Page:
From a puck possession perspective, the Flames were the third-worst team in 5-on-5 CF% in 2014-15 at 44.4 and ranked 22nd this year at 48.0.

“You go through that process and ask if we’re going to be able to maximize the ability of the players as we’re currently constructed. The answer was no,” Treliving said about Hartley as coach. 

Goaltending is an issue with this team that Treliving will need to address before it becomes a legit contender, but ultimately a lot of pieces are there for the right coach to mold into a solid playoff-level group for years to come. 

Who gets the job?: Boudreau was fired by the Ducks on Friday and then the Flames got rid of Hartley on Tuesday. Treliving said the choice had nothing to do with Boudreau’s availability, but really this appears to be the perfect fit for the coach. Boudreau is known as a boss who gets talented offensive players to buy in quickly and gives them a long leash to be creative.

Out of all the current openings, the Flames have the highest probability of lengthy success based on roster age, experience and salary cap constrictions.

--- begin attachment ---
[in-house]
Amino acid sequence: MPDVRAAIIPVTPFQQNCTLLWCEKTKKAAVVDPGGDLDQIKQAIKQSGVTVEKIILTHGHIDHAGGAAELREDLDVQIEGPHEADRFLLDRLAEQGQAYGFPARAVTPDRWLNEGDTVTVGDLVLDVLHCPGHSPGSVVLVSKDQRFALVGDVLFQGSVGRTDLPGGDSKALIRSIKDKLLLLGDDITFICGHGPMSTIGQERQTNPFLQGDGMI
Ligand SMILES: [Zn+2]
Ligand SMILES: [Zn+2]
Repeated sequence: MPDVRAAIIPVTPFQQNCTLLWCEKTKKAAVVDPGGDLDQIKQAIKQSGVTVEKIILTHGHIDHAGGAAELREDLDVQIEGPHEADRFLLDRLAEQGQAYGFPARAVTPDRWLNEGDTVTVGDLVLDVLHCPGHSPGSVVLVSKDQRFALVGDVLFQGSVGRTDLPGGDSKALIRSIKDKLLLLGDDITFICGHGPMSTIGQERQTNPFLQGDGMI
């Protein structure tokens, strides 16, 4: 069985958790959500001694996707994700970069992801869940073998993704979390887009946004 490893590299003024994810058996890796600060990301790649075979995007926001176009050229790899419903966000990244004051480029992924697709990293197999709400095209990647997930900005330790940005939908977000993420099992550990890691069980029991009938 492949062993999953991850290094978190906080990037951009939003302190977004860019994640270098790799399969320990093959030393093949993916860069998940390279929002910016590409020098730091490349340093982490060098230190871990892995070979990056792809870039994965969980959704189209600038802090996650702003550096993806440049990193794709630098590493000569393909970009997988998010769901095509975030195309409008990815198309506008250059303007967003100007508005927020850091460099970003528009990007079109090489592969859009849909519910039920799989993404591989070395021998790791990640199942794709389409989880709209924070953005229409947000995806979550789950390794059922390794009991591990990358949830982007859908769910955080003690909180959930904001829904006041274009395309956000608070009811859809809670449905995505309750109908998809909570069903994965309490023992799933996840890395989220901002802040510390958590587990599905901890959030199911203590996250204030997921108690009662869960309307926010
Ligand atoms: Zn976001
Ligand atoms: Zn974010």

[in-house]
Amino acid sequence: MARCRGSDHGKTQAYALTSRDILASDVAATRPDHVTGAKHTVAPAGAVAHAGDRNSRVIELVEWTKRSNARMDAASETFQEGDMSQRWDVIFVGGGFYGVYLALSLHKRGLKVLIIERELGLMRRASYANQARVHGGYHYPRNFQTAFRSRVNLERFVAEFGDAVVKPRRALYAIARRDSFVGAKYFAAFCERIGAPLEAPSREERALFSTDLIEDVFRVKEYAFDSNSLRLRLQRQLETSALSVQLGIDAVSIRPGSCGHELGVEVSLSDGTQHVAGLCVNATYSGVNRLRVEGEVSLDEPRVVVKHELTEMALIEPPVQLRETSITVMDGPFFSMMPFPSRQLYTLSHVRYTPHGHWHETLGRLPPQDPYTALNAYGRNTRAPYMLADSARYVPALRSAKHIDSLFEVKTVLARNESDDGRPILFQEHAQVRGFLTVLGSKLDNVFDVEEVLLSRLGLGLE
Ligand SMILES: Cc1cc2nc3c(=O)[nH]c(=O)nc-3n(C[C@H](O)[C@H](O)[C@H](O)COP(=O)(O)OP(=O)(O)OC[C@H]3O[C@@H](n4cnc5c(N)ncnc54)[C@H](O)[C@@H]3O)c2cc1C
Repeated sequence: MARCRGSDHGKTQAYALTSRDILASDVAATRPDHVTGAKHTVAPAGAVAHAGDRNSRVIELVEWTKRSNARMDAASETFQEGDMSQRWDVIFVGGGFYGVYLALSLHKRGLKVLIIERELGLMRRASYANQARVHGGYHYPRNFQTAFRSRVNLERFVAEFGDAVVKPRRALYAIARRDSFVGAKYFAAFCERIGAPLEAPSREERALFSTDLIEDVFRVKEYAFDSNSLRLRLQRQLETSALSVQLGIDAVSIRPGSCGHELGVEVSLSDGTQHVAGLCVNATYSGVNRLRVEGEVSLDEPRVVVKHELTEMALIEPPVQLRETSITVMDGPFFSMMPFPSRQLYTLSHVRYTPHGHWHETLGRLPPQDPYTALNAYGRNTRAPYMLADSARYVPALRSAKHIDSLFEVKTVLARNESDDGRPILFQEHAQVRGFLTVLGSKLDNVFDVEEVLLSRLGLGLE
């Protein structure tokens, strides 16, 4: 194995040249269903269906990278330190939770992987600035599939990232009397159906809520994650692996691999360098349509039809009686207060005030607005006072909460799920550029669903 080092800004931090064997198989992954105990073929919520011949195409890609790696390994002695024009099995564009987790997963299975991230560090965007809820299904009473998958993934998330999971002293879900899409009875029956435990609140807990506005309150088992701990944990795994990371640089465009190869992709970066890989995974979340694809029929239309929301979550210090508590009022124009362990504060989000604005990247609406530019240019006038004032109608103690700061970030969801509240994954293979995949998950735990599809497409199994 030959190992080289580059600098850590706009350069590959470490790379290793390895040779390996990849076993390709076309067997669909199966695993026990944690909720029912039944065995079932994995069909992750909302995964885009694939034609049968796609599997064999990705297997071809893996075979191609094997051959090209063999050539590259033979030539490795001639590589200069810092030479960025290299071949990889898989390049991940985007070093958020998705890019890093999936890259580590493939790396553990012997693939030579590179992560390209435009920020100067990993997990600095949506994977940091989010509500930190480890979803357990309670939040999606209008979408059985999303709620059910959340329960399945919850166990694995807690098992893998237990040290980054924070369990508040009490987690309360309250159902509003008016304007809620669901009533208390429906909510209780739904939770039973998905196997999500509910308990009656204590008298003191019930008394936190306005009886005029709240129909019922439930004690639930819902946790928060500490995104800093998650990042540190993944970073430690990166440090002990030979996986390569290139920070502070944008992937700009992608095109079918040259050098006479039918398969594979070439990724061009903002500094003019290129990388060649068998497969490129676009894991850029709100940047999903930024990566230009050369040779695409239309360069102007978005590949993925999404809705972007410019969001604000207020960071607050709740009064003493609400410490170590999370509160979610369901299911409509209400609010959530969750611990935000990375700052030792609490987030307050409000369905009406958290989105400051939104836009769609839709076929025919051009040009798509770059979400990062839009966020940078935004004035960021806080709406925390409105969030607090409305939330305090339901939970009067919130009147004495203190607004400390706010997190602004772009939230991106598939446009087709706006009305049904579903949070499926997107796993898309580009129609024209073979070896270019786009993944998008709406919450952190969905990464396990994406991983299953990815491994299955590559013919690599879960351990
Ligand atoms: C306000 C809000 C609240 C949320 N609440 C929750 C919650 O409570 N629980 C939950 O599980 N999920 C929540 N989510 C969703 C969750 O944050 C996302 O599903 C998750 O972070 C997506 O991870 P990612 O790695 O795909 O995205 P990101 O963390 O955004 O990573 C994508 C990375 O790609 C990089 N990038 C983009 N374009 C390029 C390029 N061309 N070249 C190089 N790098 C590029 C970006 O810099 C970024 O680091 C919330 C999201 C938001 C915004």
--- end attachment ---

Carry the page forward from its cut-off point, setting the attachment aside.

Minnesota Wild

The Wild have a lot of talented younger players who haven’t quite taken the next step. They also have several effective core players over the age of 30 on long-term contracts. This is a playoff team, but is it a contending group and can the right coach make it a Stanley Cup threat? 

A lot of that depends on if players like Mikael Granlund, Jonas Brodin and Jason Zucker and others take the next step.

Granlund was once considered a budding star, but has never eclipsed 44 points in a full season. Brodin’s a minute cruncher (20:25 per-game last season) but hasn’t turned into that No. 1 or No. 2 defenseman the Wild hoped when he was a rookie. Zucker’s best year came in 2014-15 when he had 21 goals in 51 games. He had just 13 scores in 71 games this year.